[Episcopal News Service – Salt Lake City] The Joint Standing Committee on Program, Budget and Finance (PB&F) July 1 proposed a budget for The Episcopal Church in the 2016-2018 triennium that includes a major new $2 million initiative on racial justice and reconciliation, even as it reduces the amount of money it asks dioceses to contribute to 15 percent by 2018.
The 2016-2018 triennial budget is based on $122,259,959 in revenue, compared to a forecasted $118,243,102 for triennium that ends Dec. 31 of this year. The committee projected expenses of $122,189,125. Thus, the proposed budget comes in with a surplus of $70,834, a figure that the committee in the budget document called “negligible in view of the multiple forecasts in a three-year budget.”
The committee presented the budget to a joint session on July 1. Both the House of Bishops and the House of Deputies must approve the budget, agreeing on any changes supported by one house or the other.
Presiding Bishop Katharine Jefferts Schori called the session to prayer. “We are gathered here to consider how best to use the resources you have given us for the work of your healed world. Keep us open in heart and mind and spirit that we may discern the leading of your spirit.”
Diocese of Maine Bishop Stephen Lane, PB&F vice chair, told the joint session that the budget process, jointly designed by PB&F and Executive Council, was “collaborative and friendly [and] … was good for PB&F and good for the church.”
The budget is available as a PDF here in English and Spanish.
The impetus for the budget’s racial justice and reconciliation initiative came from Resolution C019 that calls on the church to respond to systemic racial injustice. It asks for $1.2 million for that work.
“It was the sense of the (PB&F) committee that given the atmosphere we’re living in now the shootings and the plight of African-American men, that we wanted to do more,” the Rev. Mally Lloyd of Massachusetts, PB&F chair, told ENS the day before the budget was presented. “Give them $2 million and a blank slate to really try something new for the church that we hope will have major impact.”
Lloyd said the committee decided to leave the dimensions of the work “for the movement of the spirit” to guide the church’s leaders.
The $2 million will come from the Domestic and Foreign Missionary Society’s short-term reserves and is part of the $4.7 million surplus with which the 2013-2015 triennium is predicted to end.
“We’re taking a risk as a church that we don’t have an emergency that would call on those reserves,” Lane told ENS. “We’re seeing this as an extraordinary circumstance and an extraordinary opportunity and, therefore using extraordinary means to support it.”
The budget assumes $76.6 million in commitments from the church’s dioceses (line 2), about $2.1 million more than was projected in the current triennium. Nearly 62 percent of the budget’s revenue comes from pledges by the church’s dioceses and regional mission areas. The actual diocesan giving in the current triennium is forecast to amount to $79.3 million.
Each year’s annual giving in the three-year budget is based on a diocese’s income two years earlier, minus $120,000. Those entities are currently asked annually to contribute 19 percent of their income from two years earlier, minus $120,000.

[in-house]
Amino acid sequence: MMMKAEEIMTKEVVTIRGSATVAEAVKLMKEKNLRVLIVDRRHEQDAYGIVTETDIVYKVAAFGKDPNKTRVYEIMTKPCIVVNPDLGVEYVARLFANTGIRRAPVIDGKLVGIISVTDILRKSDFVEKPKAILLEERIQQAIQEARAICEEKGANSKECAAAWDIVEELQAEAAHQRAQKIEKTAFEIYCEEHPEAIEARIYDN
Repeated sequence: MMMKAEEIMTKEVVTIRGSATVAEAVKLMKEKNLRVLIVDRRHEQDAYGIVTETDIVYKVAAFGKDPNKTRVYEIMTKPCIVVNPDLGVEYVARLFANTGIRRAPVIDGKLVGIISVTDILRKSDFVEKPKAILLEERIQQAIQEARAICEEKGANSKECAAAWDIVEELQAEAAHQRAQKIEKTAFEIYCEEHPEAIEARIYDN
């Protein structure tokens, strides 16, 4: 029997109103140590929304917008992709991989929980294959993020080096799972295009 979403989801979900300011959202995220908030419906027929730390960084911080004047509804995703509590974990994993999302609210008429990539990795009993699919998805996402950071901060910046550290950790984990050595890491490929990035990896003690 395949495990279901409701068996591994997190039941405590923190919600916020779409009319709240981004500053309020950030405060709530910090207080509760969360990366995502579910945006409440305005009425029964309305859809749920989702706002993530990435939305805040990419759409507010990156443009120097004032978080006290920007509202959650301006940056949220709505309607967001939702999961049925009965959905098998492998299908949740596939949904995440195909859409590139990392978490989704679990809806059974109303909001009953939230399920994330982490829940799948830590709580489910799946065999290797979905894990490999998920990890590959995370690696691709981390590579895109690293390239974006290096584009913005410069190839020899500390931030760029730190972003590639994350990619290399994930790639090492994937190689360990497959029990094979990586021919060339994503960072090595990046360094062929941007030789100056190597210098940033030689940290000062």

PB&F’s proposed budget increases that exemption to $150,000. Its revenue projection is based on asking the church’s dioceses and regional mission areas to give 18 percent of their income to fund the 2016 budget, 16.5 percent for the 2017 budget and 15 percent in 2018.
Lloyd and Lane said that PB&F felt the Executive Council’s draft 2016-2018 triennium budget was based on solid research when it came to predicting how diocesan giving would respond to a reduced asking. Lane said he and Ohio Bishop Mark Hollingsworth, who chaired the council committee that drafted the budget given to PB&F, also conducted an informal poll of bishops whose diocese did not meet the 19 percent asking.
“We found complete support for the 15 percent goal,” he said. “We found substantial commitment on the part of those below 15 percent to move in that direction over the triennium. I have confidence that the 15 percent objective is solidly supported by the bishops of the church.”
Lloyd added that she believed there are some dioceses “for whom this 15 percent will never be reachable.” However, she said, council’s planned Diocesan Assessment Review Committee will help those dioceses’ “realistic” percentage contributions be seen as “full participation” in funding the church-wide budget, rather than feeling penalized and criticized for not paying the full asking.
The budget’s revenue is calculated on the assumption that the approximately one-third of the dioceses that pay 19 percent or more will decrease their contributions to match the annual asking, as will those who now pay between 19 and 15 percent.
Those dioceses that give less than 15 percent are predicted to increase their annual giving by a minimum of 10 percent of their giving each year. Thus if a diocese is paying 9 percent, it will increase its giving in the first year to 9.9 percent and so forth.
The diocesan commitments revenue projection is also based on income earned at the diocesan level growing by a half percent, according to the notes in line 1.
Despite pending resolutions calling for the assessment to drop to 15 percent immediately, Lloyd said the committee rejected such requests early on. “We felt it was too deep a drop too quickly and it would present the new presiding bishop with some tough choices to make that didn’t seem fair his first year,” she said.
The diocesan asking is not a canonically mandated assessment and the Task Force for Reimagining The Episcopal Church called in its final report for such a move. The House of Deputies considered substitute Resolution D013 (which would take the place of its original version and those of A008, A110 and A111) and would, among other things, change the voluntary diocesan asking to a mandatory assessment. PB&F does not have the authority to make the asking mandatory.